In B. cereus, those comE genes are highly conserved. Although the exact function of comEA and comEC has not been investigated in B. cereus, it has been shown that many of the competence genes whose functions are well characterized in B. subtilis are also highly conserved in B. cereus (Kovács et al., 2009). In addition, previous studies showed that B. cereus strains became genetically competent when they were genetically manipulated (e.g., by overexpression of the B. subtilis gene encoding the competence master regulator ComK; Mirończuk et al., 2008). This indicates that the genetic competence program may be present in B. cereus as well. To test if it is still possible that comER may be involved in proline biosynthesis, we compared the growth rate of AR156 and the comER transposon insertion mutant in B. cereus (B168) in a defined minimal medium (MSgg) without addition of exogenous proline. We saw no difference in growth rate between the two strains (Figure 3B), suggesting that in B. cereus, comER is also dispensable for proline biosynthesis. We also confirmed the result from the previous study that the comER deletion mutant of B. subtilis had no difference in growth rate from the WT strain when grown in the same minimal medium (Figure 3C) (Belitsky et al., 2001). In addition, no difference in growth rate was seen between the WT strains and the mutants in both B. subtilis and B. cereus in the biofilm medium LBGM (Figures 3D,E), which further ruled out the possibility that the defective biofilm phenotype of the comER mutants is simply due to impaired growth. Lastly, we also estimated the ratio of viable cells versus total cells in the population for both the WT strains and the comER mutants grown in DS medium under shaking conditions. Our results (Supplementary Figure S2) showed that most cells of both the WT strains and the comER mutants seemed to be alive when entering stationary growth phase. For B. subtilis, the ratio of live cells was at 96% for the WT and 95% for the comER mutant, while for B. cereus, the ratio was at 95% for both the WT and the ΔcomER mutant. Thus, the ratio of the dead cells seemed to be low and had little variations between the WT and the comER mutant in both B. subtilis and B. cereus (Supplementary Figure S2).

On the other hand, the proH mutant of B. subtilis, which was previously shown to be deficient in proline biosynthesis (Belitsky et al., 2001), formed almost identical pellicle biofilms in LBGM to that of the WT (Figure 3F). Taken together, our results argue against a possible link between proline biosynthesis and the role of comER in biofilm formation in both B. subtilis and B. cereus.

The ΔcomER Mutants in both B. cereus and B. subtilis Showed Defective or Delayed Sporulation

Our results suggest that comER plays a significant role in biofilm formation in both B. cereus and B. subtilis. Since regulatory pathways governing biofilm formation and sporulation overlap in these two Bacillus species, we were curious about whether comER also plays a role in sporulation. Upon further characterization, we noticed that the comER mutant of B. cereus had an alteration in the timing of sporulation (Figure 5A). For the WT AR156, when grown in sporulation medium (DS) at 37°C for about 36 h, nearly 100% of phase-bright spores were observed in the population (Figure 5A, upper-left panel), while under the same conditions, the comER mutant showed lots of short chains with phase-bright endospores seen in only about a quarter of the total cells (Figure 5A, upper-middle panel). Heat kill experiments were performed to compare the ratio of heat-resistant spores between the WT and the comER mutant of B. cereus. The result was consistent with the observation under microscope, showing that the WT cells contained about 98% heat-resistant spores, while in contrast the comER mutant had only about 18% heat-resistant spores (Figure 5B). Even after prolonged incubation for about 60 h, the ratio of heat-resistant spores of the comER mutant still largely lagged behind that of the WT cells (Figure 5B). This indicates that the comER mutant of B. cereus has a defect in sporulation.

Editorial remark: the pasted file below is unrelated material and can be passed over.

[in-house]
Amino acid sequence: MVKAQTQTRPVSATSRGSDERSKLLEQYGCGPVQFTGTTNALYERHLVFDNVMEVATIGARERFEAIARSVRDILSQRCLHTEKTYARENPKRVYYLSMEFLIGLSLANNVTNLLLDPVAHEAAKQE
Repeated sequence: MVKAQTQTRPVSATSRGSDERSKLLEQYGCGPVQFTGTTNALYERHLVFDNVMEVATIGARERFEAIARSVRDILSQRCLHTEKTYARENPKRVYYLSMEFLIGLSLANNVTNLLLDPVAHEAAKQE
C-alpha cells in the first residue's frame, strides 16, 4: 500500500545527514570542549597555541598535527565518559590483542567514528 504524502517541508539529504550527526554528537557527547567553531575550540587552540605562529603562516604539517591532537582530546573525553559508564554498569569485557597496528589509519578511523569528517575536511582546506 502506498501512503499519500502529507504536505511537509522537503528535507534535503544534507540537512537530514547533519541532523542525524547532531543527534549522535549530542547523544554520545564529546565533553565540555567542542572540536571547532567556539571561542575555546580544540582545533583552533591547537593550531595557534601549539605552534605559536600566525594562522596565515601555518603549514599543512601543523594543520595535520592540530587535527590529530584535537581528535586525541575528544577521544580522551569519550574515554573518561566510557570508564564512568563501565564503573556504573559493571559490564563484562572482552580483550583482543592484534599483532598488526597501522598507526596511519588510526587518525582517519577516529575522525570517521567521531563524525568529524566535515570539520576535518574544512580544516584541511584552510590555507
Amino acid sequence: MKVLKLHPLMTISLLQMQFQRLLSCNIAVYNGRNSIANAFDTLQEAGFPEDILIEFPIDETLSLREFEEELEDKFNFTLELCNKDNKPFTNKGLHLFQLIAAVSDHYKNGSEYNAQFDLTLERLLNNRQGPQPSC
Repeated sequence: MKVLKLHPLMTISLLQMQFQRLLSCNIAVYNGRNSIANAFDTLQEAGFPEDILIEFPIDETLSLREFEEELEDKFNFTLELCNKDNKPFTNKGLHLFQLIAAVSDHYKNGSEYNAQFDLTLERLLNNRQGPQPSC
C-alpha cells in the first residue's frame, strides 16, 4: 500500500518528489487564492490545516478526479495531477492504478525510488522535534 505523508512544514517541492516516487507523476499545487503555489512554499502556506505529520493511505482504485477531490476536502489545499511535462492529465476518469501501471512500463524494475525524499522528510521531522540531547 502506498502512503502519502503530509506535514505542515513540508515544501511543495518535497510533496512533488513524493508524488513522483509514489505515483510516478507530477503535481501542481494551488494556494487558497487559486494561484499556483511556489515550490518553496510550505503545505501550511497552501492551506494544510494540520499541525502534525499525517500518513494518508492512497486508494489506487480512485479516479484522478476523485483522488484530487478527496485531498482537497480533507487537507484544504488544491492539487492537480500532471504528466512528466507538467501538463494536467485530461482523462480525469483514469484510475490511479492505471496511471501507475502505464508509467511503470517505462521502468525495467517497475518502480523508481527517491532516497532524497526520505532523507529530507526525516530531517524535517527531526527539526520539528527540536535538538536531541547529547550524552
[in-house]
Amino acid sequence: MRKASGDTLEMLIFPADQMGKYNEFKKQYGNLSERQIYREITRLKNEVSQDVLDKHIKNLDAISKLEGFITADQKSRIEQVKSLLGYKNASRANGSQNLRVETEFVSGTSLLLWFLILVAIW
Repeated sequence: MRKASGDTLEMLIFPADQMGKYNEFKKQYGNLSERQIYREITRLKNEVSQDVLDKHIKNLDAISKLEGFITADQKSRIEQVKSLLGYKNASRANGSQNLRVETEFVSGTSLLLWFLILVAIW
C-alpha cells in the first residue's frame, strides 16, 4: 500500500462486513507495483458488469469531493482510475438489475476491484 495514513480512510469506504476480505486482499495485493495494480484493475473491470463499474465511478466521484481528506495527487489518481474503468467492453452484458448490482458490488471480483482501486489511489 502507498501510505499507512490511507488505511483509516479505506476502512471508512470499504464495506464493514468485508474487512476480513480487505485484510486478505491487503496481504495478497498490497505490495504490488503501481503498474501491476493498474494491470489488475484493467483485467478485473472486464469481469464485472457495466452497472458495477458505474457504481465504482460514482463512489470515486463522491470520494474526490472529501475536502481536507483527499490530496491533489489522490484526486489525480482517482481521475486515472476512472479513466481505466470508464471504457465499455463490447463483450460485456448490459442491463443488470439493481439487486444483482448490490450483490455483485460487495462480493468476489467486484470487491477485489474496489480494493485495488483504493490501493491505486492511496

FIGURE 5
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FIGURE 5. The comER mutants of B. cereus and B. subtilis show defective or delayed sporulation. (A) Phase-bright microscopic images of the spore-forming WT cells, the comER mutants, and the comER complementation strain of B. cereus (upper panels) and B. subtilis (lower panels). Cells were grown in DS medium at 37°C with shaking for 36 h for B. cereus or 12 h for B. subtilis prior to microscopic analysis. The scale bar represents 4 μm in length for all panels. (B,C). Ratio of heat-resistant spores to total cells for the WT strains, the comER mutants, and the comER complementation strains of B. cereus (B) and B. subtilis (C). Heat kill experiments were performed for cells growing in DS medium for 36 and 60 h (for B. cereus) or 12 and 24 h (for B. subtilis) and the ratio is presented as the percentage numbers. (D) Representative microscopic images of the WT (3610) and the comER mutant (B165) cells during sporulation. Cells were grown in DS medium to stationary phase and were collected on hourly basis after T0, which is defined as the start of the stationary phase. The scale bar shown at the right-hand corner is 3 μm in length and represents for all panels in (D). (E) Ratio of the heat-resistant spores in the WT (squares) and the comER mutant cells (diamonds) of B. subtilis. Ratio of heat-resistant spores was calculated based on heat-kill experiments and shown as a percentage of total cells.